The Ginger Fox's Two Crowns. Central Administration and Government in Sigismund of Luxembourg's Realms 1410-1419

Thesis author: 
Márta Kondor
Year of enrollment: 
Duration of thesis project: 
Sep, 2011 - May, 2017
Thesis supervisor: 
Katalin Szende
Thesis abstract: 

Sigismund of Luxemburg and the First Decade of the Hungarian-German “Personal Union” (1410–1419)

Five years after the death of his father-in-law, Louis of Anjou, Sigismund of Luxemburg (1368–1437) became king of Hungary in 1387. This was the beginning of the geographically largest political complex of the first half of the fifteenth century in Europe: until his death in 1437 in Znojmo Sigismund, the second son of Emperor Charles IV (1316–1378), was crowned four more times with three further royal and an imperial crown. For a long time he was considered “the black sheep” in the history of late medieval Europe, and only the most recent historiography took a step away from this standpoint.

In spite of the great deal of work which has been done on the rule of King and Emperor Sigismund so far, it must be noted that – except for a few rare examples – scholarship has been dealing with Sigismund’s reign predominantly on the level of national historiographies, and Hungarian, Czech and German medievalists generally fail(ed) to take a comparative approach or put their questions in an all-European context. With my dissertation I aim at contributing to the change of this approach: I intend to study the rule of Sigismund of Luxemburg as Hungarian and German king in its complexity and I would like to approach the topic not from the kingdoms’ – and even less from today’s national states’ –, but from the ruler’s perspective. Thus, I hope to analyze problems that have not or have only marginally – and as a result of that often mistakenly or incompletely – been dealt with by scholarship so far.

Due to the quantity of primary sources and relevant secondary literature, however, the time-frame to be covered by the research is going to comprise only the period between 1410 and 1419. The reason is twofold. Firstly, 1419 can be considered as a caesura: after having spent six years in Western Europe, Sigismund returned to Hungary in February 1419 and except for shorter, few-months-long campaigns in Bohemia in the 1420s, he resided there until August 1430. Secondly, this ten-year-period facilitates identifying long-term changes and describing large scale processes without being overwhelmed by (ten) thousands of charters.

My studies are going to focus on the problem how Sigismund’s lands were governed when he was in his realm and had the opportunity to rule “directly”, and what happened when he left for abroad. To this end, I intend to investigate particular problems closely related to the administration. The documents issued by the Hungarian royal chanceries are written evidences of the administrative and governmental changes made after the German crown had been given to Sigismund. It is worth studying how the chancery practice was modified after 1411, if new diplomatic elements were introduced, how the tasks were divided between the one imperial and two royal chanceries, and how Sigismund’s imperial chancery was set up. The contextual analysis of royal charters and documents will shed light on the question, which fields of administration were still considered as royal prerogatives by Sigismund while being absent from his realm and which were delegated to his “representatives”.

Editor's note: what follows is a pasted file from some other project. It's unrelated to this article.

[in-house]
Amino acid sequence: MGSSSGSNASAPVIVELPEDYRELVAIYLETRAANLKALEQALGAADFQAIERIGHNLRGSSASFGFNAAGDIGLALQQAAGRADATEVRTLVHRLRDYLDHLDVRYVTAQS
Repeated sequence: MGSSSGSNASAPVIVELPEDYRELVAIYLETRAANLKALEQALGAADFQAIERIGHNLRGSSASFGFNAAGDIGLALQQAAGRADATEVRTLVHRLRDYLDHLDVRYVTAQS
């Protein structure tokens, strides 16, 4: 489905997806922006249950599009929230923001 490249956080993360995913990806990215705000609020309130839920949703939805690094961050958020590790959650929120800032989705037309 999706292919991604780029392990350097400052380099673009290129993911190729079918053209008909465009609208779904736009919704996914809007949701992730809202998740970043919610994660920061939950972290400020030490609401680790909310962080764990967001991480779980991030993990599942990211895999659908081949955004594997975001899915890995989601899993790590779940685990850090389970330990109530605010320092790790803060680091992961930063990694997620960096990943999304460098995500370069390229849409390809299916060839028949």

When he was elected King of the Germans, Sigismund became the secular head of Western Christendom. From then on he concentrated on issues which the Hungarian historian Elemér Mályusz characterized as “diplomatic actions without any relevance to Hungary”. Therefore – or in spite of that –, I plan to dedicate a chapter to those persons, who were travelling together with Sigismund or appeared at his court from time to time to present Hungarian matters, and to those diplomats, who came from Hungary, but who were entrusted with all-European issues after 1410.

Sigismund was a ruler “at the threshold of the early modern age” (Jörg K. Hoensch). A detailed study on the “personal union” makes it possible to answer the question, to which extent were his means and administrative decisions medieval or modern, and his diplomatic actions motivated by the universalist view of the Holy Roman Emperor or by Luxemburg dynastic interests. Finally, it is worth studying, how this composite state-complex created by the election of 1410/1411 fits into the model of the development of the modern state or if it was a unique and onetime phenomenon in the history of state formation – perhaps even a “dead end”, in a way a Pufendorfian monstrum.